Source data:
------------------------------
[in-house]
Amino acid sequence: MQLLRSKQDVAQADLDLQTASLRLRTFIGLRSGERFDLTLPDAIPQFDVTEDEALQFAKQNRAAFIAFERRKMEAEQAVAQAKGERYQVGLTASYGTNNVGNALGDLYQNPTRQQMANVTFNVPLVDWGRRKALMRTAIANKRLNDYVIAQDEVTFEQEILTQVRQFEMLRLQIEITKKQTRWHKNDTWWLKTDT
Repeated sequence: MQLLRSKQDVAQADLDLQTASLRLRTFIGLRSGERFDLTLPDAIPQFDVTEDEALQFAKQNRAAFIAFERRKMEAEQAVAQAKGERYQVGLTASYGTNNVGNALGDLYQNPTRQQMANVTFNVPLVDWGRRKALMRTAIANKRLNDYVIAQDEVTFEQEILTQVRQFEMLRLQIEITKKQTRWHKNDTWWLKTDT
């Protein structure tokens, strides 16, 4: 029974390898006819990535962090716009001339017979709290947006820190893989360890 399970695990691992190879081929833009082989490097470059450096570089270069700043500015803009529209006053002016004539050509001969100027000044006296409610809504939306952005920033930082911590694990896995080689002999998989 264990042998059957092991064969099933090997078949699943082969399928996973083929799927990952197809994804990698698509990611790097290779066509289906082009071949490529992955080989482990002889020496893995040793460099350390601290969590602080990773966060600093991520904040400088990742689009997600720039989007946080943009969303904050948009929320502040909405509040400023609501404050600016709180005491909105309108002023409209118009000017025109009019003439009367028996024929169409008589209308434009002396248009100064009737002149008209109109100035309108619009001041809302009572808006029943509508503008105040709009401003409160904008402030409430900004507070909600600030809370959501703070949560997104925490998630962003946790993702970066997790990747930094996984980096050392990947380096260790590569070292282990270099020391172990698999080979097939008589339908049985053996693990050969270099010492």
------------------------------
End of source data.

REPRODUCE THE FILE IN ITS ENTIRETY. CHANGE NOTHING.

[in-house]
Amino acid sequence: MQLLRSKQDVAQADLDLQTASLRLRTFIGLRSGERFDLTLPDAIPQFDVTEDEALQFAKQNRAAFIAFERRKMEAEQAVAQAKGERYQVGLTASYGTNNVGNALGDLYQNPTRQQMANVTFNVPLVDWGRRKALMRTAIANKRLNDYVIAQDEVTFEQEILTQVRQFEMLRLQIEITKKQTRWHKNDTWWLKTDT
Repeated sequence: MQLLRSKQDVAQADLDLQTASLRLRTFIGLRSGERFDLTLPDAIPQFDVTEDEALQFAKQNRAAFIAFERRKMEAEQAVAQAKGERYQVGLTASYGTNNVGNALGDLYQNPTRQQMANVTFNVPLVDWGRRKALMRTAIANKRLNDYVIAQDEVTFEQEILTQVRQFEMLRLQIEITKKQTRWHKNDTWWLKTDT
């Protein structure tokens, strides 16, 4: 029974390898006819990535962090716009001339017979709290947006820190893989360890 399970695990691992190879081929833009082989490097470059450096570089270069700043500015803009529209006053002016004539050509001969100027000044006296409610809504939306952005920033930082911590694990896995080689002999998989 264990042998059957092991064969099933090997078949699943082969399928996973083929799927990952197809994804990698698509990611790097290779066509289906082009071949490529992955080989482990002889020496893995040793460099350390601290969590602080990773966060600093991520904040400088990742689009997600720039989007946080943009969303904050948009929320502040909405509040400023609501404050600016709180005491909105309108002023409209118009000017025109009019003439009367028996024929169409008589209308434009002396248009100064009737002149008209109109100035309108619009001041809302009572808006029943509508503008105040709009401003409160904008402030409430900004507070909600600030809370959501703070949560997104925490998630962003946790993702970066997790990747930094996984980096050392990947380096260790590569070292282990270099020391172990698999080979097939008589339908049985053996693990050969270099010492």